You'd think that Curtis White, in his satirical new novel, America’s Magic Mountain, would be most interested in channeling Germany’s grand old Mann of modernism. After all, his, too, is the story of the “unassuming” young Hans Castorp, who intends just a short visit to his ailing cousin in a sanitarium but ends up staying for several years. During those years, he encounters the long-winded avatars of Decaying Bourgeois Society, debates with them the meaning of life, and becomes, in a manner of speaking, a philosopher.
Only occasionally does White, a novelist and cultural critic whose most recent book was The Middle Mind: Why Americans Don’t Think for Themselves, capture the contemptuous, ironic language with which Thomas Mann frequently flogged his hero. Here, a brief aside manages the trick nicely:
“Cecile looked if not through Hans then into him far enough to see the dense little black marble that was his consciousness. But we shouldn’t give up hope. After all, the brilliant cosmos once flashed from such a dense, black dot.”
Instead, White has built his unusually dyspeptic dystopia on the foundations of George Saunders’ recent classic, CivilWarLand in Bad Decline. His characters, like Saunders’, are hyper-articulate, self-referential, and vacuous, like walking televisions. They populate a world in which there are greasy fast-food joints like Daffy Duck’s Chicken, a franchise that hires desperate single mothers and then supplies them with amphetamines. Their subsequent march on Washington is dubbed “the great Duck Walk for Fast-Food Justice.”
“Pathetic, really,” White’s narrator comments. “Last straw for the corporation, too. Daffy’s declared bankruptcy while its five thousand employees were standing in the Great Mall, shivering before Lincoln’s Monument, skeletal from years of adrenal abuse, their hair pulled back in the oily buns fashionable among speed freaks.”
Of course, The Magic Mountain still provides the superstructure for White’s novel, and its particulars are cleverly manipulated to suggest a more up-to-date cultural malaise. For instance, Mann set his novel atop the Alps, overlooking Europe on the eve of its self-destruction in the First World War. White, on the other hand, sets his in a near-future, central Illinois wasteland, “among a squat range of mountains, or mountain-like things, more like hills, that had been formed by the slag heaps left behind by a now-vanished coal industry.”
Mann’s Hans is an apprentice shipbuilder from the flatlands and arrives at the TB sanitarium with a book about ships. White’s Hans is a college graduate from Downstate with a job offer from Caterpillar. He arrives at the alcohol rehab spa known as The Elixir to find in his room a copy of Mann’s novel with a half-pint of vodka hidden inside.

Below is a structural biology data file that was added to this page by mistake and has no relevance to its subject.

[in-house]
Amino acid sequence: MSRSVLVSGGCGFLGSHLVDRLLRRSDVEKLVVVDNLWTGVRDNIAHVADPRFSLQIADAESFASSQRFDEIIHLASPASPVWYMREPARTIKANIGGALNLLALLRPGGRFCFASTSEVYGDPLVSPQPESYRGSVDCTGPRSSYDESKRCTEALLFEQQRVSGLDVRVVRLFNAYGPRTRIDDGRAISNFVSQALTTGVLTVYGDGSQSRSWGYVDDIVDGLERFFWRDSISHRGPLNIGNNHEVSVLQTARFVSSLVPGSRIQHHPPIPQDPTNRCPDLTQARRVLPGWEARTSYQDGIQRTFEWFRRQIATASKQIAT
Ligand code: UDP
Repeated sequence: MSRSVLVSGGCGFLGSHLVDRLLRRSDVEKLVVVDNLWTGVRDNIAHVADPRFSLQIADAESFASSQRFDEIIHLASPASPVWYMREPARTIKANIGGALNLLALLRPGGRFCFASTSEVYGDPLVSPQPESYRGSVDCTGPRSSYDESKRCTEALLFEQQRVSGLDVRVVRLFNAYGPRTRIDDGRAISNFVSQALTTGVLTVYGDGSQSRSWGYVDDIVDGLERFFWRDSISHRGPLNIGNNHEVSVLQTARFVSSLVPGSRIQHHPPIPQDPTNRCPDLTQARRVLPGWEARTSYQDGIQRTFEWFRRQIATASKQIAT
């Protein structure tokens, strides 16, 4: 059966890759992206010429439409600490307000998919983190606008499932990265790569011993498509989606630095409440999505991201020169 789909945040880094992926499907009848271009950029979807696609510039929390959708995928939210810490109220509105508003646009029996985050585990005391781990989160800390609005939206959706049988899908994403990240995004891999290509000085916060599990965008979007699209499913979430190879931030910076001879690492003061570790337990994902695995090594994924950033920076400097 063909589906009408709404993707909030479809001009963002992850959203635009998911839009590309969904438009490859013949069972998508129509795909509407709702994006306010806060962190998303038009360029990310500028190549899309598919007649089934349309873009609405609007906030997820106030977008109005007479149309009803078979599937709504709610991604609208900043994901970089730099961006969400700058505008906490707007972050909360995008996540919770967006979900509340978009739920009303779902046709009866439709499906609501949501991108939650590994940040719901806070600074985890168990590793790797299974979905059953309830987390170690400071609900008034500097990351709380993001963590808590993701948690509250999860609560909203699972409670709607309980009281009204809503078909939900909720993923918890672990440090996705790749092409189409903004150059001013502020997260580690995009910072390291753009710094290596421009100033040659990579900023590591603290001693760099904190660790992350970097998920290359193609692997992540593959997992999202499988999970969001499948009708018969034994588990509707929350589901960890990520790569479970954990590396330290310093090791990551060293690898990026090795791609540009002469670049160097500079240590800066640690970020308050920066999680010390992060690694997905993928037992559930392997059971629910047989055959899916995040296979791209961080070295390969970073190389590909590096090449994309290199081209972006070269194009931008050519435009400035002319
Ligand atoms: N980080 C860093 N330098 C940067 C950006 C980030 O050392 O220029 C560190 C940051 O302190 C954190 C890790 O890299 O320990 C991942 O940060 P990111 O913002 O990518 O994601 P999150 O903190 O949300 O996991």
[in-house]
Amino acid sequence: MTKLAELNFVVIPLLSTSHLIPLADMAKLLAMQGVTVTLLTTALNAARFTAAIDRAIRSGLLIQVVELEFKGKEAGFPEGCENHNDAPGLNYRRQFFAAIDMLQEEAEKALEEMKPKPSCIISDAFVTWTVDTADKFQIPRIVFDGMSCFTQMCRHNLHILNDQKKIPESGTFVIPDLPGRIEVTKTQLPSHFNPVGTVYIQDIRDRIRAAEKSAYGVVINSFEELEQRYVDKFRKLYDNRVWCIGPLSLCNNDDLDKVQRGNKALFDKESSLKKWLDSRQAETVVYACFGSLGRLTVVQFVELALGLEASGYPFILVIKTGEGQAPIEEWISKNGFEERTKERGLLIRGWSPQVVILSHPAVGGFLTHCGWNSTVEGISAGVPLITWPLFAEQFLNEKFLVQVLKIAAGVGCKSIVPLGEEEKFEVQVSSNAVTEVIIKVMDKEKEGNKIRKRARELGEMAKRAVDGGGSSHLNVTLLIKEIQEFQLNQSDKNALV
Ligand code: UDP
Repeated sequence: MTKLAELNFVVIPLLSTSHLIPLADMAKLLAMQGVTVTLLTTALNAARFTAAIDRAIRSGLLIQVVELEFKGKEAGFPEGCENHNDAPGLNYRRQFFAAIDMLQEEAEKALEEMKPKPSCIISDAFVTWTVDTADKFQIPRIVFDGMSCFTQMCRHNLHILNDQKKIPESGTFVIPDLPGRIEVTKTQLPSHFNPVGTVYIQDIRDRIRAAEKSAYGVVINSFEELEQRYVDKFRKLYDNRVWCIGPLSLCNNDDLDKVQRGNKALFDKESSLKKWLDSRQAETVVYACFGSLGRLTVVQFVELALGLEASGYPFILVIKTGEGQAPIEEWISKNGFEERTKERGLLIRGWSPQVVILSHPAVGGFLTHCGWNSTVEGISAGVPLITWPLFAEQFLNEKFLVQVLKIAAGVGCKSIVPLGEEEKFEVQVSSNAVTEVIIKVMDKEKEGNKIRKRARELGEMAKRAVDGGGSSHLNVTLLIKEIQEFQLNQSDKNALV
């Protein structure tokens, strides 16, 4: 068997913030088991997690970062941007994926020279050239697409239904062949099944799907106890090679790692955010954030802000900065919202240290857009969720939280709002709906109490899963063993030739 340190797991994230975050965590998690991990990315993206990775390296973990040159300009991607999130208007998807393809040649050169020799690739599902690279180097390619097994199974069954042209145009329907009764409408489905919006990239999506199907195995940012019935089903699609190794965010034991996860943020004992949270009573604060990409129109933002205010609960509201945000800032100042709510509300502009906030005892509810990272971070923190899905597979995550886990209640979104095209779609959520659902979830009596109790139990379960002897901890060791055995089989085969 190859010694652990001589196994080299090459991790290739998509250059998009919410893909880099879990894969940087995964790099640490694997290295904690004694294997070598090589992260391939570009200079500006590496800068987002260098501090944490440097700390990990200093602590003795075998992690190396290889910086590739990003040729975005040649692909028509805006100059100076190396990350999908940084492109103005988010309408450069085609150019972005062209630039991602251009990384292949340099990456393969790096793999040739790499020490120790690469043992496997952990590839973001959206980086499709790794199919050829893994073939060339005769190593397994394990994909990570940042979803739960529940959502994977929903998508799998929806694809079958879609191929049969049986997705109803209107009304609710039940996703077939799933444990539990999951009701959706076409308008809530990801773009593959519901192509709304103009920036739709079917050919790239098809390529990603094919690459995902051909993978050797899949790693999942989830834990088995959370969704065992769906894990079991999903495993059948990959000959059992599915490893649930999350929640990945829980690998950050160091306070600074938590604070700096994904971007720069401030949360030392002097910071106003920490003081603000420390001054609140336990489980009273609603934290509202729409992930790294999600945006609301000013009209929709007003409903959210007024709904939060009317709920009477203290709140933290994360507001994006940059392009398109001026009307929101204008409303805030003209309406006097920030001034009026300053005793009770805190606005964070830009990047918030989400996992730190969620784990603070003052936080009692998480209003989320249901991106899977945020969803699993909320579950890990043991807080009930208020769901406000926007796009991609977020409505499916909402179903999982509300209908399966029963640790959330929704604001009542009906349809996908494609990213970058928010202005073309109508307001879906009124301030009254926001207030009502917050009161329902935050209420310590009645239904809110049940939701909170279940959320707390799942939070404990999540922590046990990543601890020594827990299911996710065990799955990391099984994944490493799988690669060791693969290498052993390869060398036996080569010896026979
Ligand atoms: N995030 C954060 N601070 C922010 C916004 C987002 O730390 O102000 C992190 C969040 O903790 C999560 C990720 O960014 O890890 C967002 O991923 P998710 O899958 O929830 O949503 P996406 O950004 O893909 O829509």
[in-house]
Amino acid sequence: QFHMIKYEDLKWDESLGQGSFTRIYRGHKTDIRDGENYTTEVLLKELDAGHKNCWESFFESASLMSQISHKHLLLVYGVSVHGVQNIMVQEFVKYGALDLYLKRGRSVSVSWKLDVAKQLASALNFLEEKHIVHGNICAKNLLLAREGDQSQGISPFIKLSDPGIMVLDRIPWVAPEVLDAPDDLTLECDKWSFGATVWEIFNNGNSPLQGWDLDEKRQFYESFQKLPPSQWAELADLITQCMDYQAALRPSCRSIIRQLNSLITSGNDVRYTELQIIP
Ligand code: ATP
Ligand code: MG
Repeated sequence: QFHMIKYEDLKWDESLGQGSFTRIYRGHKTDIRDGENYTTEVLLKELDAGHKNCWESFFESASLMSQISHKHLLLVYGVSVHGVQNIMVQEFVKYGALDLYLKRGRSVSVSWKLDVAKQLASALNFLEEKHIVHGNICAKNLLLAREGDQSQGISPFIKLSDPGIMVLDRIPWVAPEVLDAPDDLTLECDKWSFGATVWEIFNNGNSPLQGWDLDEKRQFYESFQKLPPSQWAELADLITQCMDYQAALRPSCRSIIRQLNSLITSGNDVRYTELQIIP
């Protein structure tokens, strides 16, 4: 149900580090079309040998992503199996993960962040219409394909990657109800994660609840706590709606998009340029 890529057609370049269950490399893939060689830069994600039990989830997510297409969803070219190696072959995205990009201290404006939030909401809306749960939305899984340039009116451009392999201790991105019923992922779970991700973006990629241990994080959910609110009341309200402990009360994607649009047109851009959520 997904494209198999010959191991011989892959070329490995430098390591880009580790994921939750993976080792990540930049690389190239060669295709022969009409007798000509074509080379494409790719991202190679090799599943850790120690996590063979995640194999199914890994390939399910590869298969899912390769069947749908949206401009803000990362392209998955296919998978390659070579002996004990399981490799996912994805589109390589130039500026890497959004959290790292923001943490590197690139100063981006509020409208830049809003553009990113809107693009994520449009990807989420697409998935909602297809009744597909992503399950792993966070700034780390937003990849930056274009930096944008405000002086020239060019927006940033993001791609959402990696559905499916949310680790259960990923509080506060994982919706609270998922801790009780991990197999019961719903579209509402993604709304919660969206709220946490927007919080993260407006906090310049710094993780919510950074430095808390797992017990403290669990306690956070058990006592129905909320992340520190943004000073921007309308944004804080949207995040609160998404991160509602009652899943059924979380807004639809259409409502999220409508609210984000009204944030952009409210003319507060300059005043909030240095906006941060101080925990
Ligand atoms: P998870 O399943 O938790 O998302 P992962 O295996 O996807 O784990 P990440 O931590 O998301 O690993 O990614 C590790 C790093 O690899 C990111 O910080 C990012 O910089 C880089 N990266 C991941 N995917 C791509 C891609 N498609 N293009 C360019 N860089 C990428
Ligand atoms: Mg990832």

What ensues for our hero is a series of bilious adventures in which the grand themes of love, death, illness, and time are batted about but never fully considered. The Magic Mountain is critically neglected these days—even Hans finds it boring—but its powers should not be underestimated. To say that White’s rather-too-obviously titled update doesn’t equal its namesake wouldn’t be fair. We’ll say it anyway, though, since it’s hardly White’s m.o. to be fair.
At times, he’s positively misanthropic (“The Mayor extended a hand the size of a ham. It was an enormous, powerful, disgusting thing. It was the kind of hand one made soup stock with.”). He’s at his best mercilessly mimicking the anodyne language of academe and the church. Hans finds a pamphlet written by the Right Reverend Phinues Boyle, who discourses on the absolute right of fathers to be drunken and dysfunctional:
One of the great tolerances allowed the Father is his right to “booze.” As a theoretical matter, the Father may “booze it up” whenever he chooses. In an instance I have heard of, a father who had exceeded his own biological tolerance for booze (who took the theoretically infinite social tolerance for booze too literally) actually fell from his couch. The horrified family was legitimately anxious to know how to proceed. Who, for example, would select the evening’s television programming?
White isn’t the least bit interested in redemption for Hans, his cousin Ricky, or any of the other residents at The Elixir. (By way of contrast, a certain compassionate sentimentality runs through Saunders’ stories, more poignant than in Hawthorne but no less religious.) Rather, he pours his energy into channeling the cultural criticism of George W. S. Trow, with all his wringing of hands over television and fatherhood, and Joan Didion, queen of the smugly authoritative scare quote. Throw in a dash of Bulgakov’s Margarita in the person of one Professor Feeling—an apocalyptic trickster who turns up everywhere, usually armed with vodka—and you get surreal moments like the one where the good professor attempts to justify his patronage of hookers. His vice, he claims, is revenge against his wife, whom he calls the Black-Tongued-One.
“The cosmos’ karmic obligations to my wife, completing the logic of her own actions (and not my ‘clownish lusts,’ the actions of an ‘alcoholic sex fiend’ as the legal depositions of the plaintiff’s camp claimed) was to introduce these aforementioned more appreciative others to the curious delights of my tantric rites.”
In The Middle Mind, White attacked a certain kind of self-righteous cultural complacency represented by Terry Gross and Charlie Rose. For his trouble, overly defensive critics attacked him for being a snob and hating democracy. He is certainly the former, but what’s the matter with that? His target is Americans who content themselves not to think, and if that’s a lot of us, then his target is big and easy but no less worthy.
“Look, try not to ask so many questions,” Cousin Ricky tellsHans as he settles into The Elixir. “Questions only get in the way here.”
America’s Magic Mountain by Curtis White (Dalkey Archive, 231 pages)
Concord (NH) Monitor, December 2004